Re: How would you describe this knowledge failure? #question #strategy #culture

Patrick Lambe

If I understand your issue correctly, Dorothy Leonard-Barton described this rather usefully as a “core rigidity” - i.e. a core capability that is no longer useful; a deeply embedded knowledge set that actively inhibits our ability to innovate or respond to competitive needs: “the very same values, norms and attitudes that support a core capability and thus enable development can also constrain it” (Leonard-Barton 1992: 118-119).

I think it is useful to think of it in capability terms, because capabilities are bundles of structures, people, skills, routines, habits, which means this is not just a psychological issue, but one of unwinding the structural elements that reinforce the previous practices. There is a whole literature on deliberate forgetting/unlearning approaches in relation to these rigidities.

Leonard-Barton, D. (1992) ‘Core capabilities and core rigidities: a paradox in
managing new product development’ Strategic Management Journal, 13 (Summer):


Patrick Lambe
Straits Knowledge

phone:  +65 98528511

knowledge mapping:

On 13 Jan 2022, at 9:55 PM, Joitske Hulsebosch <joitske@...> wrote:

Ha Stephen, 

I would simply call this 'culture' :). 
Cultures are not that fast to change. As is illustrated by the 5 monkey story. Long after the sprinkling stopped they are scared..

Cheers, Joitske 

On Thu, 13 Jan 2022 at 02:51, Stephen Bounds <km@...> wrote:


I am hoping to draw on your hivemind to see if there's a good term out there for a very particular phenomena that I am observing.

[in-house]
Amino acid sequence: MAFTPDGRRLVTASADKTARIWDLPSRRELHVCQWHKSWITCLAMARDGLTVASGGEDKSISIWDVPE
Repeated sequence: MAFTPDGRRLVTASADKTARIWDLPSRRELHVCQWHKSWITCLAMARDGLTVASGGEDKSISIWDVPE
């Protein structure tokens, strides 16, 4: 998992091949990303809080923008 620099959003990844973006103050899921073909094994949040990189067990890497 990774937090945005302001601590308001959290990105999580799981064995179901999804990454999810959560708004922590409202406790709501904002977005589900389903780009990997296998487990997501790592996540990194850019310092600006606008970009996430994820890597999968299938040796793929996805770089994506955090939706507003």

Most of us would be familiar with the "sunk cost fallacy", the idea that any decision should ignore past costs (either time or money) when making a future decision. It is common to stick with initiatives long past any rational reason to do so, typically for reasons of commitment bias and loss aversion.

 The phenomenon I am seeking to explain is one rooted in a knowledge failure. It occurs when an organisation implements solutions in response to a problem, but then sustains those solution long past their useful life. I suspect that this is especially common after an extended period of process optimisation that is built on base knowledge which then becomes outdated.

After some reflection, I have reminded myself that the "double loop learning" process proposed by Argyris can be a solution to this problem. But I don't think this helpfully describes the failure. "Failure to engage in double loop learning" is gobbledygook to anyone outside of KM. "Retaining bad assumptions" is too vague for the situation.

The scenario I am particularly thinking of is:

  1. The solution made sense and worked when it was devised
  2. The environment changes, making some prior knowledge invalid and the previous solution ineffective or an outright failure (generally the failure must be partial or subtle, excusable as an "outlier" or "temporary" aberration)
  3. The organisation is biased towards keeping the practice in place despite rising evidence to the contrary since everyone "knows it works"

A high-profile example of this failure was the shift to digital downloads at the turn of the millennium. The music industry lost nearly half its revenue during a consumer-led revolt against the traditional model of album-based, physical CD sales.

The problem is that while in a competitive marketplace such flawed reasoning gets exposed relatively quickly, in a monopolistic situation (particularly in government) there is less pressure to fix these issues. It is generally only after a significant number of patently absurd outcomes get publicised that serious reform is considered -- and until then, lots of unnecessary human suffering can occur.

So: I need a snappy name to describe this knowledge failure. Got any good ideas?


Stephen Bounds
Executive, Information Management
E: stephen.bounds@...
M: 0401 829 096

Joitske Hulsebosch, Ennuonline


Ons nieuwe boek 'Blended leren ontwerpen' is uit. Je kunt het hier bestellen of de preview lezen op managementboek. 

Join to automatically receive all group messages.